We found all this out via our amazing private tour guide whose services we found via TripAdvisor. We had hired a driver and tour guide to take us around Cu Chi tunnels but we got so much more from this experience than we had bargained for. Real life stories, politics, opinion and the nitty gritty of life in Vietnam; our guide Tam (not his real name) was an honest, open book and spoke in great depths about his concerns on the countries regressive ways, it’s communist flaws and it’s hidden police.
Quite unnerving but at the same time refreshingly honest. Clearly a lover of southern Vietnam and sceptical of the North, Tam was worthy of his very own award winning documentary and speaking to him was a real eye-opener. He also made us aware of the countries occasional media and Internet blackouts which are often used to prevent hysteria or mass organisation of protests. It turns out that President Obama was in HCMC the previous day (he was also in Hanoi soon after we left) and so the Internet had been switched off. President Obama is the reason we thought our hotel had closed down. President Obama is the reason we had 4-5 hours of panic and worry about our accommodation. Don’t worry, I’ve written to the White House for compensation. Has a USA president ever put a dampener on your holiday!? Can you Trump that?* (*boom boom – I wrote this blog a long time ago, when Trump jokes were still funny…).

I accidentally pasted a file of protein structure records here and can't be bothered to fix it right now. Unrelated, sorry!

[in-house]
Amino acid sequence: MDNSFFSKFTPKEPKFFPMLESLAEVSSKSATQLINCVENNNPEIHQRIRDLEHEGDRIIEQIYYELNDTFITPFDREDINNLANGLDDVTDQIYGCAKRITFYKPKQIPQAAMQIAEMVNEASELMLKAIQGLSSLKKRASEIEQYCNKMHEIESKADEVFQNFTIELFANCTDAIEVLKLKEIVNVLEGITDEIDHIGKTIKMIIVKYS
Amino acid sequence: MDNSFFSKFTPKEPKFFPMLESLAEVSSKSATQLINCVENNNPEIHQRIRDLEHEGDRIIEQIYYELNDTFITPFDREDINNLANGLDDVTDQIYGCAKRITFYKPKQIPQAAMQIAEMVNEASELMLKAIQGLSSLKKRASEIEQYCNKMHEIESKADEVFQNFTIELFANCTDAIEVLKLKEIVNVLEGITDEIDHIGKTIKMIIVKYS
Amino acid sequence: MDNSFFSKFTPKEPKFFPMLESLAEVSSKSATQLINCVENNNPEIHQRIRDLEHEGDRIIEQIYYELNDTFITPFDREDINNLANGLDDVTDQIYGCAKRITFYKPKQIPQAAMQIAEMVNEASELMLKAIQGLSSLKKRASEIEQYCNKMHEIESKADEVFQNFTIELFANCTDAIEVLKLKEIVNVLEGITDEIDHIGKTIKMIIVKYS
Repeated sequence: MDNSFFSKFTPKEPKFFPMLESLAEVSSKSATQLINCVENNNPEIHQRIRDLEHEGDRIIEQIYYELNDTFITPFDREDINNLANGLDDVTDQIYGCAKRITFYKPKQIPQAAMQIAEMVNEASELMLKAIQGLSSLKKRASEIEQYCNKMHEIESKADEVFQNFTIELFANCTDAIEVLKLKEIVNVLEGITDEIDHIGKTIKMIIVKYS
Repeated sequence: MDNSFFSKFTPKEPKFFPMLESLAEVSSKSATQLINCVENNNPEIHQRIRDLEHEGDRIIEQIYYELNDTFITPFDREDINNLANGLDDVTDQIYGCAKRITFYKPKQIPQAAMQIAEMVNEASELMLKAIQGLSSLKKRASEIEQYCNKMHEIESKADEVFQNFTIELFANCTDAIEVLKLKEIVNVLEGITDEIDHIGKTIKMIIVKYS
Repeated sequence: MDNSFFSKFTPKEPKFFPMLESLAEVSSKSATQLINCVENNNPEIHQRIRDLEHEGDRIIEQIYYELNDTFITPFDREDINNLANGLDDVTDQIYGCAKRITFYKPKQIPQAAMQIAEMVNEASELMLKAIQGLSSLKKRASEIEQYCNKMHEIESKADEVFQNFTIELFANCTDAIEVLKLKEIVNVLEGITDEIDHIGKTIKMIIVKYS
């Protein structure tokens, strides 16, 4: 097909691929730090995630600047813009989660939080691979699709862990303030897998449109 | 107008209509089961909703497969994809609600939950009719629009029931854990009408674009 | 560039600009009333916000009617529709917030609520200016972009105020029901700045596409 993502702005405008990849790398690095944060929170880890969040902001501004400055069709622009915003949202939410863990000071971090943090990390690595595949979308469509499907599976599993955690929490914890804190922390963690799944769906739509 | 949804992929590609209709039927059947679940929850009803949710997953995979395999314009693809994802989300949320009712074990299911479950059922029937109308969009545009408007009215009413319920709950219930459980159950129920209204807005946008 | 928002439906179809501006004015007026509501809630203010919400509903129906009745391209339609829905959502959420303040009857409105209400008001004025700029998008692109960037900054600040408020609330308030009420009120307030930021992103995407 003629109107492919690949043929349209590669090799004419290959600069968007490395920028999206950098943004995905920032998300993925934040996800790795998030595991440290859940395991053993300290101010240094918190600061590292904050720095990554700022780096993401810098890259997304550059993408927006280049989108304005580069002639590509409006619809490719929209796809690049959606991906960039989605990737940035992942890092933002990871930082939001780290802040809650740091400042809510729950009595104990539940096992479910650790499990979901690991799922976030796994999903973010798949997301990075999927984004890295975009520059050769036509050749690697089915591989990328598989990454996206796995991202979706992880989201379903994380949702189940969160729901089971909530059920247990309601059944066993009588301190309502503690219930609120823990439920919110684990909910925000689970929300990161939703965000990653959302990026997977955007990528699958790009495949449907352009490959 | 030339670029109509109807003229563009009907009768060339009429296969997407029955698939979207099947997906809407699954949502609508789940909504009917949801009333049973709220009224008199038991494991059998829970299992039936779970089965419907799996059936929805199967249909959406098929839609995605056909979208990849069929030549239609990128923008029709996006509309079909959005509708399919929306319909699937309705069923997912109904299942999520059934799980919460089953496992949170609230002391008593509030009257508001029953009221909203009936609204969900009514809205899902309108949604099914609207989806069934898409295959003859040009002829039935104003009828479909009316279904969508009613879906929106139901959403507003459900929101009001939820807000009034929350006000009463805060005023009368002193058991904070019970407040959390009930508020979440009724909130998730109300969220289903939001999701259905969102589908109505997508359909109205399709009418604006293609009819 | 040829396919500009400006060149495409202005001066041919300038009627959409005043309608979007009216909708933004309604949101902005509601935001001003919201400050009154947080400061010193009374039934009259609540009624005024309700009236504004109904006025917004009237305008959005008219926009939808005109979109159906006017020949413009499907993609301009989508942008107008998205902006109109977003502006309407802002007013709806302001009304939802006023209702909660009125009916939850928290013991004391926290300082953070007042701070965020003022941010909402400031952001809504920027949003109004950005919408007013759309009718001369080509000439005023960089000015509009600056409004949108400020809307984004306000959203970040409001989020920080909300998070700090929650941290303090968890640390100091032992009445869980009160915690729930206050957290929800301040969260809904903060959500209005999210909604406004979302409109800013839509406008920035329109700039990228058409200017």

All that mattered for now is that we were safe, we had a home and we had a good night’s sleep. We’re on our way to the Cu Chi tunnnels and we cannot wait to explore what HCMC has to offer. I’m glad to say that the old man at the beginning of this story was wrong. I’ll never trust another old man again.We were already enjoying Ho Chi Minh City. In fact, I would say that it was in HCMC that I decided I was in love with this crazy, messed up, beautiful country….
More to come next time!! Subscribe now! 
HCMC: Where We Fell In Love With Vietnam (2/2) ~ Coming Soon!!
carlvlife
Have you visited Vietnam? How did you find the comparison between Hanoi and HCMC? Which was your favourite? Has anybody ever put you off visiting a place, only for you to actually fall in love with it? Will you ever trust an old man again??? …I know I wont….